The bones of it are a pop record, but it is much wilder than that and it’s like a weird, overgrown garden
With the writing, she took on the guise of a detective. Like a police investigator tracking a crime and various persons of interest, she covered a wall with notes to keep track of where the album was going with its various lyrical themes. Again and again, like a novelist at work, she edited and redrafted what she had to hand.
“I don’t know any other musicians who write like that, but I’m sure that there are some. For me, that approach worked because I’m very visual and it’s very much about the language. Because it had been such a long time since I put out an album, there were a lot of emotions that I’d experienced or wanted to write about that I wanted to squeeze in there if I could.”
Yelich-O’Connor says the album was planned and laid out with precision. “My writing this time was inspired by records I really admired, the classic albums like Rumours by Fleetwood Mac or Graceland by Paul Simon. They were records which have such a great confidence and comfort to them. They’re not long records, you’re in and out, and they’re taut. It seems to me that the planning was key and they wanted the records to be simple, clear, concise statements.”
Most of all, Yelich-O’Connor did what she’s always done and leaned on pop music in all its giddy glory to push her on. She admits she’s as obsessed by how pop music works as she was as a teen back in Devonport by the harbour in Auckland before Royals came along.
Yeah, I’m in the industry and I make music but I feel like my main role is still to consume pop music and get excited about it and tear it apart”
“Pop music is my number one source of inspiration. I’m so interested in the guts of it, the inner workings of how a song can be completely subverted and you can make something different from it. I feel like we’ve achieved just that here. The bones of it are a pop record, but it is much wilder than that and it’s like a weird, overgrown garden. On the surface, it looks tight and succinct but when you delve in, you can see that we’ve pushed the boat out.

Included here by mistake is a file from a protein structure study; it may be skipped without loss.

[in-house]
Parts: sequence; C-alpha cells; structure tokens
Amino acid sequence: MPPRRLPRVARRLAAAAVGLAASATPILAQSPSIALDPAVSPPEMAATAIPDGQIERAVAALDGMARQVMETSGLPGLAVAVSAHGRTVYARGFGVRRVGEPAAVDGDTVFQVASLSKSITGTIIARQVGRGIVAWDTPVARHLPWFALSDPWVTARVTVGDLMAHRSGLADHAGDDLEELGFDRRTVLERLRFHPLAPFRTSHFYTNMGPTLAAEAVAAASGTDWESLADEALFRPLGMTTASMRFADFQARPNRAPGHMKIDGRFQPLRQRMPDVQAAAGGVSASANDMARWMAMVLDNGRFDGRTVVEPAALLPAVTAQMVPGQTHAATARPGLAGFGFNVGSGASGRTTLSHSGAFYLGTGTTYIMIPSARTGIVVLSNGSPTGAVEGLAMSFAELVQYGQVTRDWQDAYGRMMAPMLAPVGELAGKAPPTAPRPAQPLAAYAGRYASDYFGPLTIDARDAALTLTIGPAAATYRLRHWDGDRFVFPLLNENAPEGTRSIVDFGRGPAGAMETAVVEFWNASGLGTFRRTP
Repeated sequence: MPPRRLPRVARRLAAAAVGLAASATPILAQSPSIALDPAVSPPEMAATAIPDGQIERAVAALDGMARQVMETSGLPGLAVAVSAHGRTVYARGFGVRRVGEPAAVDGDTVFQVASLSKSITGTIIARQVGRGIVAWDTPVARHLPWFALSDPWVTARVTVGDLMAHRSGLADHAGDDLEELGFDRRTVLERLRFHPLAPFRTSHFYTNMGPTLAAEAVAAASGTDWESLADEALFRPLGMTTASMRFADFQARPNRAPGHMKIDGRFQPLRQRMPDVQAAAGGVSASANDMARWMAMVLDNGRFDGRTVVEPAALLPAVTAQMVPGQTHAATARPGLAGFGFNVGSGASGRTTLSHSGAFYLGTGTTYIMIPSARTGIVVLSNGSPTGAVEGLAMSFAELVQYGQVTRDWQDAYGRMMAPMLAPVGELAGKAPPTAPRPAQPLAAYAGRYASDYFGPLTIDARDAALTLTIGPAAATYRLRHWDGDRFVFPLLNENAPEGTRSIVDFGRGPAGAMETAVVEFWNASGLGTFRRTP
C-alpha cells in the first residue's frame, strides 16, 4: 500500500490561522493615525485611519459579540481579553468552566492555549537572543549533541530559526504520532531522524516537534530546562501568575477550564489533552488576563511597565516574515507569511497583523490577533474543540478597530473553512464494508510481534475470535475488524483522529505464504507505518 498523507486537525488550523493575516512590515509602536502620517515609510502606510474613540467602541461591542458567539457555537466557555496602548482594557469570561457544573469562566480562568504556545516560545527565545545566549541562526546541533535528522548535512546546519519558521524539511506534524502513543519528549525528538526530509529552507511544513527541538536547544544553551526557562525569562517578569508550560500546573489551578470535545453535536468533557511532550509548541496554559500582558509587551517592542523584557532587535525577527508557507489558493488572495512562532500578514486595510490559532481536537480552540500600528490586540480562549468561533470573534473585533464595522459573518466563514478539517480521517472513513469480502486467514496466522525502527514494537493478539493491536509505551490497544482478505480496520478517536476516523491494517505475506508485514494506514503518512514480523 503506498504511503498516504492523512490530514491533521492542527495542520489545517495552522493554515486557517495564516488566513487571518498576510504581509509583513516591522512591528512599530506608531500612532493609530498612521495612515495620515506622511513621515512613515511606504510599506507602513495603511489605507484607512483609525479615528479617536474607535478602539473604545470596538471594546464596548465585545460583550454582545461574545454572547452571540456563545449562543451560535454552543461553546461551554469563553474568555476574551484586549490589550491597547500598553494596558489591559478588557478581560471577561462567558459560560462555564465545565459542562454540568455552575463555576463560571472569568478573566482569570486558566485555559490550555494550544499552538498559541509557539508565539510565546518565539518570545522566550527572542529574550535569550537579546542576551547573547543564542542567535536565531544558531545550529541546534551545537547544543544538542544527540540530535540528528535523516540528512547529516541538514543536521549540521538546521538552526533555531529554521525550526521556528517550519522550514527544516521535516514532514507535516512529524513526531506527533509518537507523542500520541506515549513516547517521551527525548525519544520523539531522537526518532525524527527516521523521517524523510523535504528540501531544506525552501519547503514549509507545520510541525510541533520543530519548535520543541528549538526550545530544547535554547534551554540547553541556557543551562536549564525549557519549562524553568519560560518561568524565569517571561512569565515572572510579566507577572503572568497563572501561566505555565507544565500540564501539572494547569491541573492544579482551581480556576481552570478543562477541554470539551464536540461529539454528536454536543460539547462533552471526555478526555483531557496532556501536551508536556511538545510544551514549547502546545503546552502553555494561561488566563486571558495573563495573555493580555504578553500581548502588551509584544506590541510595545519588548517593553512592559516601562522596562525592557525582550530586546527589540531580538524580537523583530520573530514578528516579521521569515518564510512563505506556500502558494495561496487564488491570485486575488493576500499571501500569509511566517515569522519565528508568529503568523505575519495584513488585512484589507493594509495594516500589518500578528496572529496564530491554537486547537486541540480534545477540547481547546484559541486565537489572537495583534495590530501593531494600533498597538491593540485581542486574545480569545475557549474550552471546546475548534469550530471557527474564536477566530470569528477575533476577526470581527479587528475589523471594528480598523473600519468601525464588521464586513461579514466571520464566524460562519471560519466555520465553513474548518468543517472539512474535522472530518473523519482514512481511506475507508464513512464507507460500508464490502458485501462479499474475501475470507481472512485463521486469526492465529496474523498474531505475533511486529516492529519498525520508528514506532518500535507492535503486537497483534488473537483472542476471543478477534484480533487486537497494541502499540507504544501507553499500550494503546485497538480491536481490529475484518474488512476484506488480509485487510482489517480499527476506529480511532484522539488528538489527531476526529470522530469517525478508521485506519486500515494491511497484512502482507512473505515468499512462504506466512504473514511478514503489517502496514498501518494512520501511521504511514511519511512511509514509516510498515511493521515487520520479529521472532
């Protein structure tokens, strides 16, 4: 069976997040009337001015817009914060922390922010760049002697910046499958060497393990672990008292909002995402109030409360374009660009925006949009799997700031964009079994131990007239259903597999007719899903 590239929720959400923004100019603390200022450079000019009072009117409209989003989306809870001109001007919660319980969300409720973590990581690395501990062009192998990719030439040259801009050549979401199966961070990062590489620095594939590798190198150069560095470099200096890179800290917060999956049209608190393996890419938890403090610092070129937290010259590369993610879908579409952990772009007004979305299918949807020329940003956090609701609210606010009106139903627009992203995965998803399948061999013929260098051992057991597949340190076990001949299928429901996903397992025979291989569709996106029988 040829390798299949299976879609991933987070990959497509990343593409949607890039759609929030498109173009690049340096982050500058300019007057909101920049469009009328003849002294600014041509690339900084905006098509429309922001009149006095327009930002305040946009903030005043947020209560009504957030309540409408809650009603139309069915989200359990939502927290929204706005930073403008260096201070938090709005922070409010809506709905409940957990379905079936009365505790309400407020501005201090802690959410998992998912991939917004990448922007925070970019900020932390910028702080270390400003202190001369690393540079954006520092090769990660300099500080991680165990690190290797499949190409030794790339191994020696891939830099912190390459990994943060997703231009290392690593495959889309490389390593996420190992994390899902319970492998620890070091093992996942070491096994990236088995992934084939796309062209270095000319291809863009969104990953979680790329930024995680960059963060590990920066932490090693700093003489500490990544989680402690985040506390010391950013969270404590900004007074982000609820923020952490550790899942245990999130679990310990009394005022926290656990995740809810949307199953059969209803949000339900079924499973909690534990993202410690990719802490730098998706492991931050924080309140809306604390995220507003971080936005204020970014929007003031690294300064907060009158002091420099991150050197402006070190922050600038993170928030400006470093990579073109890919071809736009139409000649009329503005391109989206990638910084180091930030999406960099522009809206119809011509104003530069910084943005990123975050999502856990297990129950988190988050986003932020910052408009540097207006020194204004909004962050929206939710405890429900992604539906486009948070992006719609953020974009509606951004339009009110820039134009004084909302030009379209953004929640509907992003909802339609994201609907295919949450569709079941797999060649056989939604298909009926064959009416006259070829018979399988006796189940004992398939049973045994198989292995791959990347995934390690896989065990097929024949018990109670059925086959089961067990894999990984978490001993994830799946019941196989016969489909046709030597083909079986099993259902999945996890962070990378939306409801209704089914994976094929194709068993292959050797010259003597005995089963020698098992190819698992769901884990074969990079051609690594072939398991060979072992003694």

“One of the reasons I’m still inspired by pop music is my relationship to it is that of a fan. Yeah, I’m in the industry and I make music but I feel like my main role is still to consume pop music and get excited about it and tear it apart like fans do. Being able to forget that this is a business and get away from that is really helpful and beneficial to me.
“A lot of the last couple of years was about using pop music to unpack emotions and reconcile things which have happened to me. I actually never had music help me so much as in the last few years. I definitely came out of the process feeling very grateful for it.”
Melodrama is released on Friday
Lorde’s blue book
When The Ticket spoke to Ella Yelich-O’Connor back in 2013, she talked about a couple of books. Back then, it was Sam Lipstye’s The Fun Parts (“really funny, mean short fiction”) and Claire Vaye Watkins’s Battleborn (“she strikes a really good balance between saying interesting things and saying them in a beautiful way”) which had caught her eye.
What does she recommend for our readers this time around?
“I’ve had a real moment with Bluets by Maggie Nelson. I’ve never really read a book quite like it. It’s so strange structurally and I found it really transcendent. It’s a meditation on the colour blue and her relationship with the colour blue but it gives her this opportunity to write about so many different things in her life.
“When I was in the midst of writing this record and having this all encompassing thing going on everyday, I found her writing about her relationship with the colour to be quite similar and very inspiring. She’s an amazing writer. I’d definitely recommend that.”